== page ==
The Arizona Anthropologist is a competitive high-quality annual journal designed, reviewed and published by an editorial board of graduate students in the Department of Anthropology at the University of Arizona. The open access archives are made available as a collaboration between the Arizona Anthropologist and the University of Arizona Libraries.


Visit https://journals.uair.arizona.edu/index.php/arizanthro for more information about this journal, or contact the editors at arizonaanthropologist@gmail.com.

Recent Submissions

  • Atlatl Number 5, 1984/85

    University of Arizona, Department of Anthropology, 1985
  • The Dating Game: One Last Look at Glottochronology: The Case of Some Arabic Dialects

    Schulte, Martha; Seckinger, Beverly (University of Arizona, Department of Anthropology, 1985)
    In a series of seminal articles, Swadesh (1951, 1955) and Lees (1953) developed the theories of lexicostatistics and glottochronology, and detailed the methods for their application. There followed a spate of enthusiastic studies to test and refine those methods, discussed by Hymes (1960) in his lengthy evaluation of the progress of lexicostatistical theory. At that time, Hymes deemed the glottochronological method a potentially useful tool for the dating of language splits, and called for its further refinement. Yet, since Bergsland and Vogt's (1962) scathing and cogent critique of the method, glottochronology has been neglected. Neither defended nor disproven definitively, glottochronology seems to have died a silent death. Our purpose in this paper is to resurrect it once again, to test the method with data from nine modern dialects of Arabic, to examine the problems involved in its application, and to scrutinize the assumptions which underlie the theory.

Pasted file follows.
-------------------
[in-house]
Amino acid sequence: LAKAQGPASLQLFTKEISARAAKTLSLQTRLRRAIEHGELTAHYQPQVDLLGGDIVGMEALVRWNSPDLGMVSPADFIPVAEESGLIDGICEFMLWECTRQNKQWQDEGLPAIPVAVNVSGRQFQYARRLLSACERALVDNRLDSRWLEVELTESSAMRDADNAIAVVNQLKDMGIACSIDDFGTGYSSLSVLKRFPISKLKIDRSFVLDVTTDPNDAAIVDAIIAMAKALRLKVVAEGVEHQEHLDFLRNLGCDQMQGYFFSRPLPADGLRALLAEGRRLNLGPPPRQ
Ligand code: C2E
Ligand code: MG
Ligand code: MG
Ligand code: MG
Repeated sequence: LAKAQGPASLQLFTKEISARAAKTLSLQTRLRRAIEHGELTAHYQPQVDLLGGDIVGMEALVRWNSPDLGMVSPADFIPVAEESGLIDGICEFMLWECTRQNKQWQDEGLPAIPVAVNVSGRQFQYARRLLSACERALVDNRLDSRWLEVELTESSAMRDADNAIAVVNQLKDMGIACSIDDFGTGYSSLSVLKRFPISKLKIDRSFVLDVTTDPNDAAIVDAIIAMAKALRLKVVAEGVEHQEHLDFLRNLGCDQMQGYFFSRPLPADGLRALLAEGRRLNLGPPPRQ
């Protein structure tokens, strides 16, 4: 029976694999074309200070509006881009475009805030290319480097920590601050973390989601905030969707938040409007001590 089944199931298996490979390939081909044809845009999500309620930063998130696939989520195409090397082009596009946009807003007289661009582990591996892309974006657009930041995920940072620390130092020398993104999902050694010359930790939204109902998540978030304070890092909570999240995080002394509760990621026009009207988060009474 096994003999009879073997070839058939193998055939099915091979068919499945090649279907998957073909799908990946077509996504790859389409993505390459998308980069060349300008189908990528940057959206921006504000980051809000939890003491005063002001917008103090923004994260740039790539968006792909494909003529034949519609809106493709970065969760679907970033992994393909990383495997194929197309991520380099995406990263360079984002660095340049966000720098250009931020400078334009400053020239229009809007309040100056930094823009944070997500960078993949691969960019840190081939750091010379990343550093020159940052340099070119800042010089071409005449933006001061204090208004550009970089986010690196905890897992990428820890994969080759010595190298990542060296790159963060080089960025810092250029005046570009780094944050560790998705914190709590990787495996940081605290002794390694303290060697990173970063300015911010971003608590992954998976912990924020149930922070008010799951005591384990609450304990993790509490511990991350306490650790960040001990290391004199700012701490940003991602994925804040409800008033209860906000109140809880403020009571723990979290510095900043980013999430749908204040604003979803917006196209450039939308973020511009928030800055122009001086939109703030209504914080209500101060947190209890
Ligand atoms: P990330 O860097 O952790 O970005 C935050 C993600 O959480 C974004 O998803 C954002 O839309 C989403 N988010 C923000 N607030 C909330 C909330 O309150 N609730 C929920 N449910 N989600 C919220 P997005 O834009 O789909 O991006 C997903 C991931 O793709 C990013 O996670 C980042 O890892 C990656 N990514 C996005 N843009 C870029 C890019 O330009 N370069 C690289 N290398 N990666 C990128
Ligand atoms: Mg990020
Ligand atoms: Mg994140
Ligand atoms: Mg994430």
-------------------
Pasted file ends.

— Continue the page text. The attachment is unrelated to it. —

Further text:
• Measles Eradication: The Role of the Anthropologist

    McCombie, S.C. (University of Arizona, Department of Anthropology, 1985)
    In the Western response to infectious disease, priority has been given to preventive medicine and particularly to immunizations. The number of available vaccines is multiplying rapidly, and research directed at developing an even wider range of prophylactic agents is accelerating. Infectious disease continues to be the most important public health problem in the developing world, and vaccine—preventable disease is a cause of significant mortality and morbidity in these areas. Because the World Health Organization has called for the provision of immunizations to all of the world's children by 1990, it is likely that more anthropologists will be called upon to facilitate community acceptance of such programs. In addition to functioning as community mediators, anthropologists have other responsibilities with respect to immunization theory and practice. These include evaluating cost analyses, considering the legal and ethical aspects of immunizations, and examing the consequences of changes in epidemiological patterns in an evolutionary framework. It is also important to study the development of Western disease theory and associated practices in cultural and historical contexts.
  • Corporate Land-Holding and Agricultural Extensification in Early Mesopotamia

    Hall, Barbara Ann (University of Arizona, Department of Anthropology, 1985)